Baldwin and Charles Cameron, a member of the Cameron family, leaped into an automobile and sped away for the place where Edwards was supposed to be working. They did not find him then, but captured him later on a street car.

Sidna Allen, in his cell tonight, talked freely of the events of the last few months, but declined to say anything of his movements immediately after the Court House tragedy. He and Edwards remained in the mountain country of Virginia and North Carolina for about a month, and then got over into Kentucky, going to Louisville, where they spent several days.

Their next stop was St. Louis, where they remained for a week. They had sufficient money for their needs, and traveled first class.

“I don’t know why we came to Des Moines,” said Allen, “unless it was that I thought we would be safer here. Several years ago I was in the Klondike, and I figured that the officers would think I had gone back there. So we came to Des Moines, and I got work as a carpenter, and expected to remain here until it was safe back home.

“I would have given myself up long ago if I had thought we could get a square deal, but see what they’ve done to Floyd my brother, and Claude.”

full article online at

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His great grandfather crossed into these hills from an Eastern State that did not please him

Posted by Dave Tabler | September 13, 2017

“THE autumn in the Hills is but the afternoon of summer. The hour of the new guest is not yet. Still the heat lies on the earth and runs bubbling in the water. The little maid trots barefoot and the urchin goes a swimming in the elm hole by the corner of the meadow.

Still the tender grass grows at the roots of the dead crop and the little purple flowers dimple naked in the brown pasture. Still that Pied Piper of Hamelin, the everlasting Pan, flutes in the deep hollows squatted down in the broom sedge. And still the world is a land of unending summer, of unfading flowers, of undying youthfulness.

Only for an hour or so far in the deep night does the distant breath of the Frost King come to haunt the land, and then when the sun flings away his white samite coverlid it is summer again with the earth shining and the water warm.”

—from ‘Dwellers in the Hills,’ (1901), by Melville Davisson Post

Melville Davisson Post’s third book ‘Dwellers in the Hills’ (1901) is a romance of the old West Virginia cattle country in which his youth was passed.  Based on his experiences as a child, the novel tells the story of three young West Virginians who take on a contract to drive a herd of cattle across the state in a limited amount of time.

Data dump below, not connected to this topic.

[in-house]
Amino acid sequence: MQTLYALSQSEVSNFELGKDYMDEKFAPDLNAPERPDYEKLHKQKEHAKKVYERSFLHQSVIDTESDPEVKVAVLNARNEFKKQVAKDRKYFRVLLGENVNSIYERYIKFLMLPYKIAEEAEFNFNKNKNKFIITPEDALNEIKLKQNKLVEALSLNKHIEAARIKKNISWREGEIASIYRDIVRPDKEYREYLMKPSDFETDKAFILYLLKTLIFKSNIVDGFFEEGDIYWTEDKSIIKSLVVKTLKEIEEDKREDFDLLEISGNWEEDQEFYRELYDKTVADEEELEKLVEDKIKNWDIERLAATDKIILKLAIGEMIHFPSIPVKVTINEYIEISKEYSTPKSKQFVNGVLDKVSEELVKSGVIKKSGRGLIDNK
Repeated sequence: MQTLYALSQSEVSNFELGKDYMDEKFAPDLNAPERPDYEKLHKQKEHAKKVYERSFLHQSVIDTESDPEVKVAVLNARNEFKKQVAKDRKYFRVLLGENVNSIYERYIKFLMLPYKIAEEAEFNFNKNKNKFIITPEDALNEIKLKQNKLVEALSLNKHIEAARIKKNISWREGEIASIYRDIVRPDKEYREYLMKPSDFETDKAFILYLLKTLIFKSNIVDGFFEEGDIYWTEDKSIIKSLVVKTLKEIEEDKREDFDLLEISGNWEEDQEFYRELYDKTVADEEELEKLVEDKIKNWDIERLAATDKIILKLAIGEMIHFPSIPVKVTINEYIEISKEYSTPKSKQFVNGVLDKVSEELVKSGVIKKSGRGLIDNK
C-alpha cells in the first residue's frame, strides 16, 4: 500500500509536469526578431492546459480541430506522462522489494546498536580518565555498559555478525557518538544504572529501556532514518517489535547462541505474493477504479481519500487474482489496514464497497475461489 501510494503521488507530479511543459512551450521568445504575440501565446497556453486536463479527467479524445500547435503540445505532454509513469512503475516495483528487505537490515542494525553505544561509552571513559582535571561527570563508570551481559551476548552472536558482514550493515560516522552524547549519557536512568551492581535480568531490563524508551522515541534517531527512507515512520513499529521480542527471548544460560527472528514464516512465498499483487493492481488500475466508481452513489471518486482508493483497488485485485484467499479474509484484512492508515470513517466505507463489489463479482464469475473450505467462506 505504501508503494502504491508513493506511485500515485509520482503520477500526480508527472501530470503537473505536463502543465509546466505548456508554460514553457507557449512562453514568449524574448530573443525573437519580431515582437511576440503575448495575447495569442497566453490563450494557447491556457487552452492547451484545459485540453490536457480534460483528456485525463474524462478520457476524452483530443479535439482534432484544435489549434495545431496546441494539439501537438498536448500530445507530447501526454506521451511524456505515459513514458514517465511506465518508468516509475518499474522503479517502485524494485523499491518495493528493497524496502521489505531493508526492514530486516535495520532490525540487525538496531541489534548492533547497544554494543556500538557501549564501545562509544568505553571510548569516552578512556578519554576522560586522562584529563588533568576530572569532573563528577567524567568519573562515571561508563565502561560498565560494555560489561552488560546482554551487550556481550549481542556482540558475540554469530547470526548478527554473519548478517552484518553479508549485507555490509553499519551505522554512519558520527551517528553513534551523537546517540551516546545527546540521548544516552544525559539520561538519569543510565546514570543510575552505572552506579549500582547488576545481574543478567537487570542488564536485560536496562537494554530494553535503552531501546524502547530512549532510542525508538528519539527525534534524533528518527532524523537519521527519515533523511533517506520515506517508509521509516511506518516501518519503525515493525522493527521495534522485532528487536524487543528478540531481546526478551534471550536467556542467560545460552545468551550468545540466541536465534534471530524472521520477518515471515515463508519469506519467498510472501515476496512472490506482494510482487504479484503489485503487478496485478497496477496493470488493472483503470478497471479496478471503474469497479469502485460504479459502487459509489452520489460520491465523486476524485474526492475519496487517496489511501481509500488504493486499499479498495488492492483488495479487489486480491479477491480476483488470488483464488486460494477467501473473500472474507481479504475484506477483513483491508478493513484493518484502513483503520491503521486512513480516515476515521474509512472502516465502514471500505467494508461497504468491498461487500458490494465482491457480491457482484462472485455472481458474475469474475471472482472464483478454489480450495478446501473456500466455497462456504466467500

Mr. Post felt that the curious distinctive life of this Southern border ought somehow to be preserved. It was the oldest cattle land in America and differed wholly from the Western life so common in fiction. It was full of ancient customs and incrusted with a folk lore and traditions all its own.

It was in fact a civilization apart. His great grandfather had crossed the Alleghanies into these beautiful hills from an Eastern State that did not please him. He came like some feudal baron with retainers armed with the heavy hunting rifle and carrying silver loaded on a pack horse. With this silver he bought from the pioneer great tracts of the fertile grass land lying along the Buckhannon River and established a cattle business. The herds were driven across the mountains to Baltimore and from this beginning a big robust richly colored civilization grew that has no counterpart anywhere in America.

Here was an ancient civilization of which no writer had ever heard. The story moves swiftly. It covers merely three days of stress. But in spite of this movement the style of the story is a perpetual pleasure. There is caught in this style as by some witchery the dreamy alluring atmosphere of the green sod, the bright rivers and the haze of the hills.

There is in it too the big virile emotions of that land, the old weird tales, the fairy things that inhabit and the dread things that haunt. The style is pictorial, the visualization striking. It is a piece of sound artistic work.

The book had its greatest success in England, where vigorous moving out of door life is more appreciated than with us. But when one appreciates the fact that outside the material aspect of a land there is always lying an immaterial aspect, and that this immaterial aspect may be weird, poetic, sterile or rich with dreams, one sees how a style woven to catch this illusive atmosphere may seem a garment too rich or too delicate for the natural incidents which it must necessarily cover.

Library of Southern Literature: Biography, by Edwin Anderson Alderman, Joel Chandler Harris, Charles William Kent, The Martin & Hoyt Company, 1909